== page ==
This "Winking" Star is So Hungry it's Feasting on Planets

An appetite of galactic proportions.


With the help of high-power telescopes, scientific measurements, and a little creativity, astronomers can usually understand what’s going on in the cosmos hundreds of light-years away. Of course, there will always be some anomalies, that’s how the story of the star RZ Piscium beings.

This star is 550 light-years away in the constellation Pisces and has been “winking” at astronomers since they’ve discovered it.

From Earth, the star seemed to dim and then brighten up again in erratic cycles that could last for up to two days. In a paper published Thursday in The Astronomical Journal, a team of U.S. astronomers explain that this sporadic “winking” is caused by the star’s insatiable appetite for other planets.

By measuring the energy radiating from the star, the team of researchers discovered that a significant portion of the lightwaves coming from RZ Piscium are infrared. This suggests it’s surrounded by a giant cloud of space dust.

When stars are born, gravity mashes massive amounts of gas and dust into a insanely hot orb. During this process, a gigantic cyclone of particles forms around this new star. So it makes sense newborn stars would have clouds of dust around them — but RZ Picsium isn’t a baby star at all.

Astronomers observing the star found that it’s extremely rich in lithium. Stars only start developing that much lithium after they’ve been around for a few million years.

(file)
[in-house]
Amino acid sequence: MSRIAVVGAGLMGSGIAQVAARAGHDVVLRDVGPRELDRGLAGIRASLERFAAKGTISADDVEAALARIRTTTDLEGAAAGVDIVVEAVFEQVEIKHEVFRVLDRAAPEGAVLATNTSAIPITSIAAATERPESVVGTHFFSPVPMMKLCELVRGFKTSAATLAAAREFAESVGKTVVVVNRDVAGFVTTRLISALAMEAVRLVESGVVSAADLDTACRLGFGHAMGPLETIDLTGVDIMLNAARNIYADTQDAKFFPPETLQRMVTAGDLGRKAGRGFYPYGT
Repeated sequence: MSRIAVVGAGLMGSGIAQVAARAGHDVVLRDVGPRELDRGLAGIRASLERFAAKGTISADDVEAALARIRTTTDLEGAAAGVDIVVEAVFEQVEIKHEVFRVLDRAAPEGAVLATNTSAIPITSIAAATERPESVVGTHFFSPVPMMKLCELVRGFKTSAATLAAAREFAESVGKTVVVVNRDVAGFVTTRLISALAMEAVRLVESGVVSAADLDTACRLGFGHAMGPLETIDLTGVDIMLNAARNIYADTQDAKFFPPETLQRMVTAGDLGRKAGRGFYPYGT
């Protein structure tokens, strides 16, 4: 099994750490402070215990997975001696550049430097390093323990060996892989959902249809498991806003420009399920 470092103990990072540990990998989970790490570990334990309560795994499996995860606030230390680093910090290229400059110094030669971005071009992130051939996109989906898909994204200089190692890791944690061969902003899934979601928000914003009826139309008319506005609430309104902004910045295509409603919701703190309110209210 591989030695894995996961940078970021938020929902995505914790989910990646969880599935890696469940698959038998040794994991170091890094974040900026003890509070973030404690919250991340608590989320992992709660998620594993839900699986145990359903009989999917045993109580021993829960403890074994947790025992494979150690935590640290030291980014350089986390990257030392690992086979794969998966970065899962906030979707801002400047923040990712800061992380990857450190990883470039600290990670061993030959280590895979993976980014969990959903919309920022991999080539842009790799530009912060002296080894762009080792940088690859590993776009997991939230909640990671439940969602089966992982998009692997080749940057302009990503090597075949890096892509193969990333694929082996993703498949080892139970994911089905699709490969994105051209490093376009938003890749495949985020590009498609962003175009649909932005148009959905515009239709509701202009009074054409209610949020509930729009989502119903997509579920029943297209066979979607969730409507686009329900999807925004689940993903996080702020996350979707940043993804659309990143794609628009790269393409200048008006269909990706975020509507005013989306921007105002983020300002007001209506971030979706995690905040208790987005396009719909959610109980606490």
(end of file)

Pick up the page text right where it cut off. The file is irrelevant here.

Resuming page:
According to their estimates, RZ Picsium is roughly 30 to 50 million-years-old, which is way too old to still have its original cloud of dust around it. This means the cloud surrounding the star has to come from other sources.

“Most sun-like stars have lost their planet-forming disks within a few million years of their birth,” said team member Ben Zuckerman, an astronomy professor at the University of California in a statement. “The fact that RZ Piscium hosts so much gas and dust after tens of millions of years means it’s probably destroying, rather than building, planets.”

While they don’t have a concrete answer, the team came up with two possible explanations. The debris could have come from planets in the star’s orbit crashing into each other and being swallowed up by RZ Picsium. Or the star’s gravitational pull is stripping parts of the planets that surround it.

In times like these, we’re thankful that our sun isn’t starving.

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